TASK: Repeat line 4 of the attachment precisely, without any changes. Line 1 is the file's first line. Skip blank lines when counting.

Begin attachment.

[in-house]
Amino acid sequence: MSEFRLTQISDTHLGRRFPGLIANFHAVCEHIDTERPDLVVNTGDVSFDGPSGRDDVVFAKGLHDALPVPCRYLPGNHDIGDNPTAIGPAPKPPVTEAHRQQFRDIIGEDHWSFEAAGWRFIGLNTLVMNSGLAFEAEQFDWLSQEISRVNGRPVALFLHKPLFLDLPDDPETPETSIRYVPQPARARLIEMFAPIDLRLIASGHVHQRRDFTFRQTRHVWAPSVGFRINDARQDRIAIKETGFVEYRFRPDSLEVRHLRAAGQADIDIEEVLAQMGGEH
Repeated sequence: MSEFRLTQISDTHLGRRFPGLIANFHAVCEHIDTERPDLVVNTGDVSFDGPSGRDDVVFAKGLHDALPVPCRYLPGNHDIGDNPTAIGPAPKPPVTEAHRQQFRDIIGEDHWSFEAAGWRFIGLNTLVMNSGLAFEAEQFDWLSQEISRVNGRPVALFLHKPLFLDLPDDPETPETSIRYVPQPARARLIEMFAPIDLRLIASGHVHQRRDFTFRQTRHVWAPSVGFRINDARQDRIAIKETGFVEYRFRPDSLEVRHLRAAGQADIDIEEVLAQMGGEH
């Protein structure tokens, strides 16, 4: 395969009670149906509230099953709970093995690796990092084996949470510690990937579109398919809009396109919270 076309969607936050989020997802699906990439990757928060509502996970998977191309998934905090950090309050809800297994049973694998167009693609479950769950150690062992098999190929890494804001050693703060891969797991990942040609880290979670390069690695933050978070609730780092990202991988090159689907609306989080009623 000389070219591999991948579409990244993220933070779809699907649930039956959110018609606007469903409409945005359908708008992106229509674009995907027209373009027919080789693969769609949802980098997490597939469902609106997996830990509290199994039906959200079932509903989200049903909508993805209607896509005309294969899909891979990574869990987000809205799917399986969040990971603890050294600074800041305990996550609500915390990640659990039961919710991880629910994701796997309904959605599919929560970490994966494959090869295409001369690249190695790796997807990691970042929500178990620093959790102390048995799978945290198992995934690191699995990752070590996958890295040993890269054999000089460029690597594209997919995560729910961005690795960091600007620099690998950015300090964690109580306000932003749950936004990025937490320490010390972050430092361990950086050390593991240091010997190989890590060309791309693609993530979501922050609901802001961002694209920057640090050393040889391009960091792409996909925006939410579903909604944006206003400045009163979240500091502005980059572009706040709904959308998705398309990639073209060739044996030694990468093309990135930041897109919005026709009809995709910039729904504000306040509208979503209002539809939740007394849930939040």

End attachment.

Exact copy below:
């Protein structure tokens, strides 16, 4: 395969009670149906509230099953709970093995690796990092084996949470510690990937579109398919809009396109919270 076309969607936050989020997802699906990439990757928060509502996970998977191309998934905090950090309050809800297994049973694998167009693609479950769950150690062992098999190929890494804001050693703060891969797991990942040609880290979670390069690695933050978070609730780092990202991988090159689907609306989080009623 000389070219591999991948579409990244993220933070779809699907649930039956959110018609606007469903409409945005359908708008992106229509674009995907027209373009027919080789693969769609949802980098997490597939469902609106997996830990509290199994039906959200079932509903989200049903909508993805209607896509005309294969899909891979990574869990987000809205799917399986969040990971603890050294600074800041305990996550609500915390990640659990039961919710991880629910994701796997309904959605599919929560970490994966494959090869295409001369690249190695790796997807990691970042929500178990620093959790102390048995799978945290198992995934690191699995990752070590996958890295040993890269054999000089460029690597594209997919995560729910961005690795960091600007620099690998950015300090964690109580306000932003749950936004990025937490320490010390972050430092361990950086050390593991240091010997190989890590060309791309693609993530979501922050609901802001961002694209920057640090050393040889391009960091792409996909925006939410579903909604944006206003400045009163979240500091502005980059572009706040709904959308998705398309990639073209060739044996030694990468093309990135930041897109919005026709009809995709910039729904504000306040509208979503209002539809939740007394849930939040």